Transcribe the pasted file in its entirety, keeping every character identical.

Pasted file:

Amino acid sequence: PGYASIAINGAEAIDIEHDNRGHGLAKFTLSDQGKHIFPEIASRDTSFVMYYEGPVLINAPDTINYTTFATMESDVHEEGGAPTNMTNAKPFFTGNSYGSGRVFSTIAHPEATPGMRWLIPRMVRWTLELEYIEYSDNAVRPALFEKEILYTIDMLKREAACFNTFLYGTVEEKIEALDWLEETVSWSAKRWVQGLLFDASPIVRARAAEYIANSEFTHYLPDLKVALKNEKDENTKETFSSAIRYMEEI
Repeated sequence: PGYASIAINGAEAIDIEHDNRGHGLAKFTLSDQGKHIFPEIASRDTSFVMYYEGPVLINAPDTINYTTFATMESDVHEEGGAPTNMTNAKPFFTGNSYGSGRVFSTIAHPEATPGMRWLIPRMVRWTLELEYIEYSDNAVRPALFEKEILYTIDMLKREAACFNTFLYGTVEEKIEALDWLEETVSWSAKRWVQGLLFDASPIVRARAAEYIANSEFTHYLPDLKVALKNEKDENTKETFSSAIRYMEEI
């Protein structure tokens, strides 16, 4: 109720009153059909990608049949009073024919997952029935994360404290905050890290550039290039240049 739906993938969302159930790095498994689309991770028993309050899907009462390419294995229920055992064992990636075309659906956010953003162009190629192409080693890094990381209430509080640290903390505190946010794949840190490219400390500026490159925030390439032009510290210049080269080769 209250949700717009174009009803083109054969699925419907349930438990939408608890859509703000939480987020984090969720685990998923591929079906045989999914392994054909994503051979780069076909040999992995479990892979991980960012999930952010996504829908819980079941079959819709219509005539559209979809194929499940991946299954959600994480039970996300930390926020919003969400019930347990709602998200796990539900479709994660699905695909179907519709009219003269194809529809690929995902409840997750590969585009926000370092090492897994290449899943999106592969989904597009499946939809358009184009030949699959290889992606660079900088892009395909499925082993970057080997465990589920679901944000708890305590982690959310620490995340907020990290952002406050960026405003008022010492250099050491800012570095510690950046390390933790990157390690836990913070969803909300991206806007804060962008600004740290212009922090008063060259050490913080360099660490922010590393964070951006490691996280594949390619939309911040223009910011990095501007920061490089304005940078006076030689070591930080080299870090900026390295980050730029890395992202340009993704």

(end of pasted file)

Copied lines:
Amino acid sequence: PGYASIAINGAEAIDIEHDNRGHGLAKFTLSDQGKHIFPEIASRDTSFVMYYEGPVLINAPDTINYTTFATMESDVHEEGGAPTNMTNAKPFFTGNSYGSGRVFSTIAHPEATPGMRWLIPRMVRWTLELEYIEYSDNAVRPALFEKEILYTIDMLKREAACFNTFLYGTVEEKIEALDWLEETVSWSAKRWVQGLLFDASPIVRARAAEYIANSEFTHYLPDLKVALKNEKDENTKETFSSAIRYMEEI
Repeated sequence: PGYASIAINGAEAIDIEHDNRGHGLAKFTLSDQGKHIFPEIASRDTSFVMYYEGPVLINAPDTINYTTFATMESDVHEEGGAPTNMTNAKPFFTGNSYGSGRVFSTIAHPEATPGMRWLIPRMVRWTLELEYIEYSDNAVRPALFEKEILYTIDMLKREAACFNTFLYGTVEEKIEALDWLEETVSWSAKRWVQGLLFDASPIVRARAAEYIANSEFTHYLPDLKVALKNEKDENTKETFSSAIRYMEEI
């Protein structure tokens, strides 16, 4: 109720009153059909990608049949009073024919997952029935994360404290905050890290550039290039240049 739906993938969302159930790095498994689309991770028993309050899907009462390419294995229920055992064992990636075309659906956010953003162009190629192409080693890094990381209430509080640290903390505190946010794949840190490219400390500026490159925030390439032009510290210049080269080769 209250949700717009174009009803083109054969699925419907349930438990939408608890859509703000939480987020984090969720685990998923591929079906045989999914392994054909994503051979780069076909040999992995479990892979991980960012999930952010996504829908819980079941079959819709219509005539559209979809194929499940991946299954959600994480039970996300930390926020919003969400019930347990709602998200796990539900479709994660699905695909179907519709009219003269194809529809690929995902409840997750590969585009926000370092090492897994290449899943999106592969989904597009499946939809358009184009030949699959290889992606660079900088892009395909499925082993970057080997465990589920679901944000708890305590982690959310620490995340907020990290952002406050960026405003008022010492250099050491800012570095510690950046390390933790990157390690836990913070969803909300991206806007804060962008600004740290212009922090008063060259050490913080360099660490922010590393964070951006490691996280594949390619939309911040223009910011990095501007920061490089304005940078006076030689070591930080080299870090900026390295980050730029890395992202340009993704």